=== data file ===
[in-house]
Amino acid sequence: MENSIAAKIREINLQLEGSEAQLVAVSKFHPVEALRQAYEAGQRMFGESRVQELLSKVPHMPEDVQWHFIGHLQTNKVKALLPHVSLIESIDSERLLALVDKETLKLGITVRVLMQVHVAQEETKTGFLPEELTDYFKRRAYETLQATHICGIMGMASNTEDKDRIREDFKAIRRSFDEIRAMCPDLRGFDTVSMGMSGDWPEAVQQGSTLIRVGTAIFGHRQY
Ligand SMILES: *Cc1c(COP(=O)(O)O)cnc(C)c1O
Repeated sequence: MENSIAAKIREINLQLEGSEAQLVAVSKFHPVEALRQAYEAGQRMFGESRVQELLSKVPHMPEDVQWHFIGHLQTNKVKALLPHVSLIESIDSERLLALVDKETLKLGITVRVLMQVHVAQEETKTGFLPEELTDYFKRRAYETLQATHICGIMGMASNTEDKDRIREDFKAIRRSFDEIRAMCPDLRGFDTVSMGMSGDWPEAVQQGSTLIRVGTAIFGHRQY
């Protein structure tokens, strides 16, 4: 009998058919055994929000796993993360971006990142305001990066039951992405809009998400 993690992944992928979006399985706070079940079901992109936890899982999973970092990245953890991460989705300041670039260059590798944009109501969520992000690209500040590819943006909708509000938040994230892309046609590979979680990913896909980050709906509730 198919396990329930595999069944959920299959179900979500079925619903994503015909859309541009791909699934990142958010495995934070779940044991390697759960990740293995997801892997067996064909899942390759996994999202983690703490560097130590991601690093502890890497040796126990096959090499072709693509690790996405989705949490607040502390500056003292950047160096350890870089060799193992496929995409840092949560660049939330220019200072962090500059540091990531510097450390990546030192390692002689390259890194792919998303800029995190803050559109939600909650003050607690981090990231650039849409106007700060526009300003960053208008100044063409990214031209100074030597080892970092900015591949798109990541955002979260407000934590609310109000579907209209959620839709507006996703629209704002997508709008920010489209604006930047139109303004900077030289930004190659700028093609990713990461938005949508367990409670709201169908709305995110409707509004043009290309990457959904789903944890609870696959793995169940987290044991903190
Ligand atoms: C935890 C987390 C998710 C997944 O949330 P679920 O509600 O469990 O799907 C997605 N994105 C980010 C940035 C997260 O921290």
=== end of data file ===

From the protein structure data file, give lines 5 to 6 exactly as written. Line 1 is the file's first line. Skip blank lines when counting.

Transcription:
């Protein structure tokens, strides 16, 4: 009998058919055994929000796993993360971006990142305001990066039951992405809009998400 993690992944992928979006399985706070079940079901992109936890899982999973970092990245953890991460989705300041670039260059590798944009109501969520992000690209500040590819943006909708509000938040994230892309046609590979979680990913896909980050709906509730 198919396990329930595999069944959920299959179900979500079925619903994503015909859309541009791909699934990142958010495995934070779940044991390697759960990740293995997801892997067996064909899942390759996994999202983690703490560097130590991601690093502890890497040796126990096959090499072709693509690790996405989705949490607040502390500056003292950047160096350890870089060799193992496929995409840092949560660049939330220019200072962090500059540091990531510097450390990546030192390692002689390259890194792919998303800029995190803050559109939600909650003050607690981090990231650039849409106007700060526009300003960053208008100044063409990214031209100074030597080892970092900015591949798109990541955002979260407000934590609310109000579907209209959620839709507006996703629209704002997508709008920010489209604006930047139109303004900077030289930004190659700028093609990713990461938005949508367990409670709201169908709305995110409707509004043009290309990457959904789903944890609870696959793995169940987290044991903190
Ligand atoms: C935890 C987390 C998710 C997944 O949330 P679920 O509600 O469990 O799907 C997605 N994105 C980010 C940035 C997260 O921290």